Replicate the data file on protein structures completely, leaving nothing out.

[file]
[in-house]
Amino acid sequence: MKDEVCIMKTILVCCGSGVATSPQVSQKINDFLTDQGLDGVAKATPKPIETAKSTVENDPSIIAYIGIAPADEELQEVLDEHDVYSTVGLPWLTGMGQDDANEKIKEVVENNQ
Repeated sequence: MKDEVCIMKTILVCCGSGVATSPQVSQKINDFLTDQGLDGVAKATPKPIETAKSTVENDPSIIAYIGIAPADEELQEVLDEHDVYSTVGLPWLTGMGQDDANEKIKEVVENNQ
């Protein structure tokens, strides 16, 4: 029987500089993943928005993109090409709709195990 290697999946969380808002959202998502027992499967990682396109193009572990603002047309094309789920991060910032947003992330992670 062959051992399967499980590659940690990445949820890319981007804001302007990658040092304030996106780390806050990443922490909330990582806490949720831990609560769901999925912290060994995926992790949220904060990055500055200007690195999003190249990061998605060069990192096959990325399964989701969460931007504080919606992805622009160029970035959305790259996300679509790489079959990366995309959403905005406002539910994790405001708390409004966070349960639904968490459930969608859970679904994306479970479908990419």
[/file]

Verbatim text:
[in-house]
Amino acid sequence: MKDEVCIMKTILVCCGSGVATSPQVSQKINDFLTDQGLDGVAKATPKPIETAKSTVENDPSIIAYIGIAPADEELQEVLDEHDVYSTVGLPWLTGMGQDDANEKIKEVVENNQ
Repeated sequence: MKDEVCIMKTILVCCGSGVATSPQVSQKINDFLTDQGLDGVAKATPKPIETAKSTVENDPSIIAYIGIAPADEELQEVLDEHDVYSTVGLPWLTGMGQDDANEKIKEVVENNQ
């Protein structure tokens, strides 16, 4: 029987500089993943928005993109090409709709195990 290697999946969380808002959202998502027992499967990682396109193009572990603002047309094309789920991060910032947003992330992670 062959051992399967499980590659940690990445949820890319981007804001302007990658040092304030996106780390806050990443922490909330990582806490949720831990609560769901999925912290060994995926992790949220904060990055500055200007690195999003190249990061998605060069990192096959990325399964989701969460931007504080919606992805622009160029970035959305790259996300679509790489079959990366995309959403905005406002539910994790405001708390409004966070349960639904968490459930969608859970679904994306479970479908990419």